Best of Del Ray: Real Good Eats

Where to find creamy frozen custard, tasty tacos, and excellent charcuterie

Pizzaiolo Cafe & Bar is a no-frills neighborhood spot that turns out delicious pies.

Pizzaiolo Café & Bar

Del Ray’s neighborhood pizza joint turns out the same pies that made a success of its older sibling, Café Pizzaiolo in Crystal City. There’s the thin but sturdy Neapolitan version, its crust infused with olive oil, and the more substantial New York style made with a whisper of sourdough. The options with fewer toppings keep the crusts from wilting; the basic Caprese and the Diavala with sausage and peppers are good bets. Families should stake out a table in the 60-seat dining room—stocked with a collection of board games—while other customers can take advantage of a smaller bar area with flat-screen TVs and a Tuesday two-for-one pizza deal.

3112 Mount Vernon Ave.; 703-837-0666. Pizzas $12.99 to $19.50, pasta and panini $7.99 to $14.95.


A refreshingly whimsical model of the wine-bar trend, this snug cafe features a menu of bargain-minded but upmarket indulgences made with selections from owner Jill Erber’s front-room cheese shop. A griddled pimiento-cheese sandwich gets a boost from two kinds of cheddar and a peppery Gouda, macaroni and cheese is drizzled with truffle oil, and a pastrami panino comes with house-made ranch dressing. Unlike lots of like-minded restaurants that serve their cheese and charcuterie boards with just baguette slices, Erber offers thoughtful accompaniments, including glazed figs, raw honey, and olive tapenade. Summertime means tables are set up on the sidewalk.

2411 Mount Vernon Ave.; 703-706-5300. Entrées $8.50 to $10.

Del Merei Grille

With its grilled doughnuts and menu of mashed-potato mix-ins, this yellow-tiled dining room is one of the more whimsical restaurants around. Kids appreciate the Shirley Temples and miniature filets mignons, while grownups browse the menu for finds such as bacony linguine with clams, rich polenta topped with sweet scallops, and a nicely cooked New York strip with béarnaise. Kick things off with paprika-heavy deviled eggs or a decadent plate of fried green tomatoes and we dare you to leave room for that doughnut.

3106 Mount Vernon Ave.; 703-739-4335. Entrées $8 to $26.


The Dairy Godmother is known for rich Wisconsin-style frozen custard.

The Dairy Godmother

Wisconsin has given the world Usinger’s brats, Pabst Blue Ribbon, and more cheddars than we can count. But perhaps its greatest gift is frozen custard. Owner Liz Davis hails from Waukesha, and her custard—vanilla, chocolate, and a daily flavor—is as thick and creamy as you’ll find. You can get it in sundaes and floats, but if the featured flavor involves a baked good, don’t miss it. Vanilla-custard-topped strawberry shortcake is made with a fresh biscuit, and berry-flecked summer pudding is fluffy with angel-food cake. Davis also makes popsicles, in flavors that go beyond the ice-cream truck, such as Vietnamese coffee and grilled pineapple/pink peppercorn .

2310 Mount Vernon Ave.; 703-683-7767. Frozen custard $2.75 to $4, sundaes $3.75 to $4.99.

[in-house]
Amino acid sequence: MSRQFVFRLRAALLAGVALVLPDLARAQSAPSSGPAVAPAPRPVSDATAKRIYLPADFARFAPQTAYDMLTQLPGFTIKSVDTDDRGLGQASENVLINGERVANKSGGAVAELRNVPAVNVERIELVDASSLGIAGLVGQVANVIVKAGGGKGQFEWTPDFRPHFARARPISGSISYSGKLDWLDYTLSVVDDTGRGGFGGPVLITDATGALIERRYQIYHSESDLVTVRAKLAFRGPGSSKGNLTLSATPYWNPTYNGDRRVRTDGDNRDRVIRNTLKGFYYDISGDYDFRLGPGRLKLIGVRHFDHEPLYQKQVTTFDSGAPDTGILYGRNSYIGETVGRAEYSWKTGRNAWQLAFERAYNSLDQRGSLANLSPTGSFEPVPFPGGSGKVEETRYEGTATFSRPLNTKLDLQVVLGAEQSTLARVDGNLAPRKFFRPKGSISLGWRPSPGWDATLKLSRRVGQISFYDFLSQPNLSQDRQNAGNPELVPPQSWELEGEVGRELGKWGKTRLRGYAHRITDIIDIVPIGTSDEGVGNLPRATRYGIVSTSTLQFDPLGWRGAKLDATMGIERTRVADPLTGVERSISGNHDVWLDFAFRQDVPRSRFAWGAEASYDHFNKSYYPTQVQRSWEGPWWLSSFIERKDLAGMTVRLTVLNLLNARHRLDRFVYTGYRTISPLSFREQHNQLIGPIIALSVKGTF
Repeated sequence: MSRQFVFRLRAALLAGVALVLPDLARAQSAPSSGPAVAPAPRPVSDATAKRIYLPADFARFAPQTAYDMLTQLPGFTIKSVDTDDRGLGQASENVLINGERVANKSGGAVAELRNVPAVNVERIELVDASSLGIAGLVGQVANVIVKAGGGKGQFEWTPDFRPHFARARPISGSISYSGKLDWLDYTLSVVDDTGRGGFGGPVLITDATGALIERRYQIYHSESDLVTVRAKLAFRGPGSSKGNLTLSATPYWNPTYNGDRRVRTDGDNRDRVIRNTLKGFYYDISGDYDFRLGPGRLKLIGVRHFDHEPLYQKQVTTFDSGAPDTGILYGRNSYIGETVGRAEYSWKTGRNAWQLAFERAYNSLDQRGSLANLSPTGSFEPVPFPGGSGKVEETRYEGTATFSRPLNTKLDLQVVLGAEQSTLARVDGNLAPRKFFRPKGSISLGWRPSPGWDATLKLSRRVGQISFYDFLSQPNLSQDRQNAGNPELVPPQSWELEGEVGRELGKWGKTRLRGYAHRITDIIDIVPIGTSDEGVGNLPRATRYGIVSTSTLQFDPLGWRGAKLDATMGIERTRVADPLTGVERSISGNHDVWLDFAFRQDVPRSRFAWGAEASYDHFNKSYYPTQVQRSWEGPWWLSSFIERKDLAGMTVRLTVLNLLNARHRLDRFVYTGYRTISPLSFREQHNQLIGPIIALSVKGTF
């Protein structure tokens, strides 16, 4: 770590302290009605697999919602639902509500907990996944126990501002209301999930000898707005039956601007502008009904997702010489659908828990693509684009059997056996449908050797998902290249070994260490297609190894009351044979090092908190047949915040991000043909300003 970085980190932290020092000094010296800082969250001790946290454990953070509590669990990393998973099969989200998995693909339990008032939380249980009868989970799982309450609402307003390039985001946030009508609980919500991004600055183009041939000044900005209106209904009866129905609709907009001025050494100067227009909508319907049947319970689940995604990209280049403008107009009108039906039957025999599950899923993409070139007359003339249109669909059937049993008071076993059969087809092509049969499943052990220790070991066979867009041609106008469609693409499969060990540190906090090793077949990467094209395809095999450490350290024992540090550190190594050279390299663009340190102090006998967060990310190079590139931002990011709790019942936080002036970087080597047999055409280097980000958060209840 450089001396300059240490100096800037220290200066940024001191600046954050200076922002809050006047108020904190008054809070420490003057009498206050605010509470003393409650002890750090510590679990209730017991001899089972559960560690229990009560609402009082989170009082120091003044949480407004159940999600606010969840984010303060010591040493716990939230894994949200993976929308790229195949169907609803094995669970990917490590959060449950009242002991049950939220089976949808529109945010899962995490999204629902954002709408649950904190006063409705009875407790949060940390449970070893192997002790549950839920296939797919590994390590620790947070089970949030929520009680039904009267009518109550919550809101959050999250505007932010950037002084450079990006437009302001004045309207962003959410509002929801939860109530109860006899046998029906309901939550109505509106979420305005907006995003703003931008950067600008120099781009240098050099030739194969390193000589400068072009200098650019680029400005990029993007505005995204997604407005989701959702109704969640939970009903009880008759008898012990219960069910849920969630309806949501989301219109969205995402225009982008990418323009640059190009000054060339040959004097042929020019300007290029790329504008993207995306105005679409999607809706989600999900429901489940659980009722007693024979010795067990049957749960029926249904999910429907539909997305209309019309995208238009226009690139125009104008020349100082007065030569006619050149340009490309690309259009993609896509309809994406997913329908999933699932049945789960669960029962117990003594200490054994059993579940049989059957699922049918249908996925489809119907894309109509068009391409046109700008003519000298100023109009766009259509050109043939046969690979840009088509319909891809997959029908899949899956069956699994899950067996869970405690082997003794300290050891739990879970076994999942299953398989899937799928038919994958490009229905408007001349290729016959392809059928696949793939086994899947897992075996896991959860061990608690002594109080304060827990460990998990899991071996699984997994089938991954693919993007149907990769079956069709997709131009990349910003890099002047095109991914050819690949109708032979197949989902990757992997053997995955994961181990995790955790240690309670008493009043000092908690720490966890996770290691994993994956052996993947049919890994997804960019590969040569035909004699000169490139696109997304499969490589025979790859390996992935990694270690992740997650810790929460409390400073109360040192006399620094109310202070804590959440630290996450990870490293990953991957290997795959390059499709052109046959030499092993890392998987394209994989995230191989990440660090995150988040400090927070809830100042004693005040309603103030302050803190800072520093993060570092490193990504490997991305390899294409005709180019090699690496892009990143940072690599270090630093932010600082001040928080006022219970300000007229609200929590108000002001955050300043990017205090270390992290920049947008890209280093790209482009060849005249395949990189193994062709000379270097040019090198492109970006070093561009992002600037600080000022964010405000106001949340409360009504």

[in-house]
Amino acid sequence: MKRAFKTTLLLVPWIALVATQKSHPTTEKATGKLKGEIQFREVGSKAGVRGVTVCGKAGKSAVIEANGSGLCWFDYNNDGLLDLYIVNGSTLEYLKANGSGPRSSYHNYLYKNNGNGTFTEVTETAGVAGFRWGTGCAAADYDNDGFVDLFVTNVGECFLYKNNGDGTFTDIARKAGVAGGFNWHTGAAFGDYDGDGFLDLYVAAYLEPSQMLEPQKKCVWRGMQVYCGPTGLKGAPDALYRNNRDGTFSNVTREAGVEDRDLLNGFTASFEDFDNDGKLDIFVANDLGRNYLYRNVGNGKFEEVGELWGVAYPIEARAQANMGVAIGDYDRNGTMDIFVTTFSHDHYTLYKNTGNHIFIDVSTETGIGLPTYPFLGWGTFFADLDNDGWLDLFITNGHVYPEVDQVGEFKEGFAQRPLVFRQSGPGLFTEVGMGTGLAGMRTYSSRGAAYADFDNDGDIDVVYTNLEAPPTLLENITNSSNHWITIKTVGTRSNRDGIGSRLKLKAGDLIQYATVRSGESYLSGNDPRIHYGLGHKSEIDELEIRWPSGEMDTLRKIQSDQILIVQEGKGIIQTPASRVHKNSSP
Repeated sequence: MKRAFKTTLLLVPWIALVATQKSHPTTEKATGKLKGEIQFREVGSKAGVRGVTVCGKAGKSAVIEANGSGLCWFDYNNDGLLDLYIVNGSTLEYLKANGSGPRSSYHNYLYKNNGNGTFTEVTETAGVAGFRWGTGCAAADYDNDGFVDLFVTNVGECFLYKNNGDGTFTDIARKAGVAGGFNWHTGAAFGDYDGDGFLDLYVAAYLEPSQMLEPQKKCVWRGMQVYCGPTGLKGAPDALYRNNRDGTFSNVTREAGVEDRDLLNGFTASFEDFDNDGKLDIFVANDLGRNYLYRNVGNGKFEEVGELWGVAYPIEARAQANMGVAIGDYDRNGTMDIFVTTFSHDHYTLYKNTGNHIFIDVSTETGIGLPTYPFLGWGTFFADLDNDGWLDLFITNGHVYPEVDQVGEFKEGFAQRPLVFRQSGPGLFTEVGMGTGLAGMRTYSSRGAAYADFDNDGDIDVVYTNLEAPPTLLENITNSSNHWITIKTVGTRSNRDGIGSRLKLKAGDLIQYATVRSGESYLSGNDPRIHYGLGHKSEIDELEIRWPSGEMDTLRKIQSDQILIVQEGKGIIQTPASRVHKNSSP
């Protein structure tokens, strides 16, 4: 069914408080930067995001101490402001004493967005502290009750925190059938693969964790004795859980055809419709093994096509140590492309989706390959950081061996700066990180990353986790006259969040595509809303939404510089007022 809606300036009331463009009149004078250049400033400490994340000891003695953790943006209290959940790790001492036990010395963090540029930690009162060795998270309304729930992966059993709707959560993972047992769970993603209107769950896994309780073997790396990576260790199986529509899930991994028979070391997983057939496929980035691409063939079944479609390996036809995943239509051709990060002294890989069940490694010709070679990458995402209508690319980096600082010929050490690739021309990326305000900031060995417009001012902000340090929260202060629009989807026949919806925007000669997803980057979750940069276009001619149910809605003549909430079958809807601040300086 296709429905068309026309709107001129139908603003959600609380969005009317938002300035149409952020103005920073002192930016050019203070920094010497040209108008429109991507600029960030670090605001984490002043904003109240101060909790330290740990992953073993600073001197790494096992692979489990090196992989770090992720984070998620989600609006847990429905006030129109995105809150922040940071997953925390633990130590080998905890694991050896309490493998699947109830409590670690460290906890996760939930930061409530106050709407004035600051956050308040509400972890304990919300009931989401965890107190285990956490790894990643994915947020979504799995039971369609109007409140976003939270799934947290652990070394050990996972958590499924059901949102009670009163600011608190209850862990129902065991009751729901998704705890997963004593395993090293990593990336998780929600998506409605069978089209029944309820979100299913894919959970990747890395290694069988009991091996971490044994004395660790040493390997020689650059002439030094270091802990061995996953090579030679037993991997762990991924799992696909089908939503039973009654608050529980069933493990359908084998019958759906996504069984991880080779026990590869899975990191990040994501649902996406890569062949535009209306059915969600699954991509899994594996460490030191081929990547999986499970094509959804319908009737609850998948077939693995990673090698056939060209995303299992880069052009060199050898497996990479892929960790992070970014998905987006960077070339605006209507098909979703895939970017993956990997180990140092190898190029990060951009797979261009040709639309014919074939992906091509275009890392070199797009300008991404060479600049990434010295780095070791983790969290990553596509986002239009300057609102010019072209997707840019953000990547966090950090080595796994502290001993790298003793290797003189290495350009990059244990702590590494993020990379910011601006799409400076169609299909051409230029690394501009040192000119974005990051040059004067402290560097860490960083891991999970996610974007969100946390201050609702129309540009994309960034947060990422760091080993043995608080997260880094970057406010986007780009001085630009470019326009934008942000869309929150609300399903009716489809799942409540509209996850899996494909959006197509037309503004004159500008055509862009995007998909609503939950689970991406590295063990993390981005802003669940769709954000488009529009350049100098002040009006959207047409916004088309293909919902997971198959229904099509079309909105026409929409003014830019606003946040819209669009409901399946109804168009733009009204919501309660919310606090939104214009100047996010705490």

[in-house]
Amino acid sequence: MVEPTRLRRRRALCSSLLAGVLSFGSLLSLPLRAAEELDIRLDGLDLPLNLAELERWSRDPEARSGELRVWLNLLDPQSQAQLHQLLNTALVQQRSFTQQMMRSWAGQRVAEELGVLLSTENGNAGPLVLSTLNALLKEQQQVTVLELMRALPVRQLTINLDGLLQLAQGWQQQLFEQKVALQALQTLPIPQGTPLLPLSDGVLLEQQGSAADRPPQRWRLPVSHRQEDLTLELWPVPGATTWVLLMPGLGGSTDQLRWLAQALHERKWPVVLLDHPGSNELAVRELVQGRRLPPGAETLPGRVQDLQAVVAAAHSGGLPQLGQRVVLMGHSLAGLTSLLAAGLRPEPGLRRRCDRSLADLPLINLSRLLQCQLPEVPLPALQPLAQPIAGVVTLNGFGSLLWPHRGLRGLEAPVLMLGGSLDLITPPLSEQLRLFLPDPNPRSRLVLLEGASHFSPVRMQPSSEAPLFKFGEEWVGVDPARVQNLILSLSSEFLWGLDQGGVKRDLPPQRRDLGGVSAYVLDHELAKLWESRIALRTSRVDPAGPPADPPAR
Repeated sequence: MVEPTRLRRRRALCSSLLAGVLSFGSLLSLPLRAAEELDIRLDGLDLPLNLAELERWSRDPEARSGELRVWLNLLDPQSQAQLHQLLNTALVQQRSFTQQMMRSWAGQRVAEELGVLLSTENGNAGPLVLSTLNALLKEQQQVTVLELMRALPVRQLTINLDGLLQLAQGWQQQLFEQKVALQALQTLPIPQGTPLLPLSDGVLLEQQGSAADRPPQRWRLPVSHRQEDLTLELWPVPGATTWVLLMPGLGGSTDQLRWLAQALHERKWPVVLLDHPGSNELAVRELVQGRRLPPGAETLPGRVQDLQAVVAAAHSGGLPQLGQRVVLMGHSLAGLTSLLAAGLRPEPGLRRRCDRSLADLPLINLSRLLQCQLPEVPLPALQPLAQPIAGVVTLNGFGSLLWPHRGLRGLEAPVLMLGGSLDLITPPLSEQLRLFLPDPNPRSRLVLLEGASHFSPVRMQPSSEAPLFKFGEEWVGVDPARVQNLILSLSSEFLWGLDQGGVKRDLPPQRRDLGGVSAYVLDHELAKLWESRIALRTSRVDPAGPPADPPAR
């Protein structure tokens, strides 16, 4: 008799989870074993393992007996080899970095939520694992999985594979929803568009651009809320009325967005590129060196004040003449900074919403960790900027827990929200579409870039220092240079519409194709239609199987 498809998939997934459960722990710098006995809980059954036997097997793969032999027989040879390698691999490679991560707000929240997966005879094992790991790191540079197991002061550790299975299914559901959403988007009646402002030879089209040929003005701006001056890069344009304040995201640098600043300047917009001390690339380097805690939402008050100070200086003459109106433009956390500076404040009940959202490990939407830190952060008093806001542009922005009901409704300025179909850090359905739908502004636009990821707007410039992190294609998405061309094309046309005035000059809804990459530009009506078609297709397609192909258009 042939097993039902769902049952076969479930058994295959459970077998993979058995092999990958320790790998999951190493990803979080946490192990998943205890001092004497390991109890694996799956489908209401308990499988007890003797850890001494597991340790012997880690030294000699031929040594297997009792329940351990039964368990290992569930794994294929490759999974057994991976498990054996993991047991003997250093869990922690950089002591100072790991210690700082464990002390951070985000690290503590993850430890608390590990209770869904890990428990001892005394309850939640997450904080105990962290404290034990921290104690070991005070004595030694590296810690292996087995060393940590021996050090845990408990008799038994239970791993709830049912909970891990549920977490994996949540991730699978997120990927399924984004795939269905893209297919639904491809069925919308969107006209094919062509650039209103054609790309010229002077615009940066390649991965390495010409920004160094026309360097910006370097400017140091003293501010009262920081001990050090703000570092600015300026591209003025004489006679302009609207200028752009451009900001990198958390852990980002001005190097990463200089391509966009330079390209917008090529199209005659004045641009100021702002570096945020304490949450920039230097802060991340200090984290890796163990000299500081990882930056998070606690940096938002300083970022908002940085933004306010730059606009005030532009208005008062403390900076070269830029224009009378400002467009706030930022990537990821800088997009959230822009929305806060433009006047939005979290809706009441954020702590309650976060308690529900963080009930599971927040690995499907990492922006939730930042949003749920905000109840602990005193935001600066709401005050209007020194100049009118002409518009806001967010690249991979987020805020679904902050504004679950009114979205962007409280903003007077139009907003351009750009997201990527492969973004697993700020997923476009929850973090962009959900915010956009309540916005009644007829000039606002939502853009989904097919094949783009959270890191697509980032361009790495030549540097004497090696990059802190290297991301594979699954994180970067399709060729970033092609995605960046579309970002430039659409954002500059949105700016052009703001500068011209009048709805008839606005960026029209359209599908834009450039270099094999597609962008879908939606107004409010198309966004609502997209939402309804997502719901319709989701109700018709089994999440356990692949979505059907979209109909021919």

Evening Star Café

If a 1950s diner and a modern bistro got together, the result would look something like this neighborhood spot, where the floor is black-and-white checked, the walls are mustard yellow, and the menu is an eclectic mix, from homey mac and cheese to refined scallops with summer succotash and tomato jam. The options in the restaurant’s two hip lounges—the Majestic in back and the No. 9 upstairs—skew toward upscale comfort food: Grilled Buffalo wings and a Mediterranean-inspired seven-layer dip share billing with a tuna melt. Desserts, created by Buzz pastry chef Josh Short, are usually excellent. In summer, the corner bend of sidewalk can be a nice place to while away an evening.

2000 Mount Vernon Ave.; 703-549-5051. Entrées $15 to $28.


The green leather booths at this casual Cajun restaurant have been filled with loyal locals for more than two decades. The staff is helpful and friendly, and the kitchen sends out easy-to-like plates that are piled high. The food can be relentlessly rich, but crisply fried oysters, ultra-rich she-crab soup, and crab-and-crawfish imperial are worth the caloric splurge. Pair them with a high-octane hurricane or Sazerac, and Bourbon Street won’t seem so far away.

3804 Mount Vernon Ave.; 703-684-6010. Entrées $14.95 to $28.95.

Taqueria Poblano

Everyone from toddlers to hung-over twentysomethings start crowding into this tiny cantina early in the day. What sets it apart from your average neighborhood burrito joint? Thoughtful touches that lend an air of authenticity. The guacamole is always fresh, and a cooler of fresh lime juice arrives with a dropper of sugary syrup. Deep-red salsa comes with tortilla chips and, if you ask for them, crunchy spears of jícama. Tacos are the thing to get, and they’re served individually so you can mix and match. The flour tortilla stuffed with grilled shrimp and vinegary onions is the standout, but we also like the soft tortilla stuffed al pastor style with pork and shaved pineapple as well as the crispy corn shell holding chile-braised beef.

2400-B Mount Vernon Ave.; 703-548-8226. Tacos $3.75 to $5.25, entrées $9.95 to $14.95.

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Ann Limpert
Executive Food Editor/Critic

Ann Limpert joined Washingtonian in late 2003. She was previously an editorial assistant at Entertainment Weekly and a cook in New York restaurant kitchens, and she is a graduate of the Institute of Culinary Education. She lives in Logan Circle.